by Michael Liss
There was a sense everywhere, in 1968, that things were giving. That man had not merely lost control of his history, but might never regain it. —Garry Wills, Nixon Agonistes: The Crisis of the Self-Made Man
Last month, I wrote about Eugene McCarthy’s Vietnam-based primary challenge to Lyndon Baines Johnson’s reelection campaign, the angst-ridden mid-March entry into the race by Robert F. Kennedy, and LBJ’s stunning withdrawal on March 31, 1968. I ended with April 4, when the “Dreamer,” Martin Luther King, was assassinated.
Some of the chaos that ensued is the subject of this piece. “Things were giving,” seemingly everywhere, and all at the same time. America’s ability to deflect the course of history as it accelerated toward the unknown was disappearing. The months that followed the King assassination were punctuated by more violence, more uncertainty, and the continued deterioration of social discourse.
None of this appeared out of thin air. Grassroots efforts on Vietnam and on civil rights had been intensifying for years, as had been the backlash to those movements. FDR’s New Deal coalition was fraying, most notably in the South, but also in the industrial Midwest. 1968 was also to be the last stand of the “Liberal” Republicans, people like Nelson Rockefeller, Charles Percy, and John Lindsay. We think about them and their ambitions with an amused raised eyebrow, but, at the time, they were men of reputation and influence.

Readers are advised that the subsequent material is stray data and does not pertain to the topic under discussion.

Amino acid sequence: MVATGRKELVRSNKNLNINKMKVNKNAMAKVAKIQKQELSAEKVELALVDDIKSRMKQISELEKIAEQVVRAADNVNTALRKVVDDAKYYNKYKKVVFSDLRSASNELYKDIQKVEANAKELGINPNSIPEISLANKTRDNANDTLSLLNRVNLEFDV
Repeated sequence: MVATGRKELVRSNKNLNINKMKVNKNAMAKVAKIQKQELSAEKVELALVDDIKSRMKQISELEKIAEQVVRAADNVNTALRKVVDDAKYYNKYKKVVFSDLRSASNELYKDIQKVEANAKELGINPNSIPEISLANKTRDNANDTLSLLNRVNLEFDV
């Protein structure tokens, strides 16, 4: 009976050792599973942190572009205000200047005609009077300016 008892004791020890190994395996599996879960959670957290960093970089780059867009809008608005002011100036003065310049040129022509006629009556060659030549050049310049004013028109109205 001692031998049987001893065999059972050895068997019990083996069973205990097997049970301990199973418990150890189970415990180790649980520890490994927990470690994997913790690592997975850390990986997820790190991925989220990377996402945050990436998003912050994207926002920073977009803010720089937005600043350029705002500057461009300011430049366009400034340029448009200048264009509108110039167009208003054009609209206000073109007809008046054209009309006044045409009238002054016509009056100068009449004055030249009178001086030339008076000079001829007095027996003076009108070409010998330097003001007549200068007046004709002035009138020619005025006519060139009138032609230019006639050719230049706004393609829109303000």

There were so many crosscurrents, so many strange alliances, that it’s difficult to trace each causation, but if you want to pick up on an organizing thread other than Vietnam, look to George Wallace. History frames Wallace largely as the segregationist that he was (after losing his first run for office for being more moderate than his opponent, he vowed “never to be out-n…ed again”). It sometimes skips over how Wallace had a broader message, anchored by the emotional appeal of his racism, but also including perennial themes of law and order and economic and social grievances that resonated in people’s lives. Read more »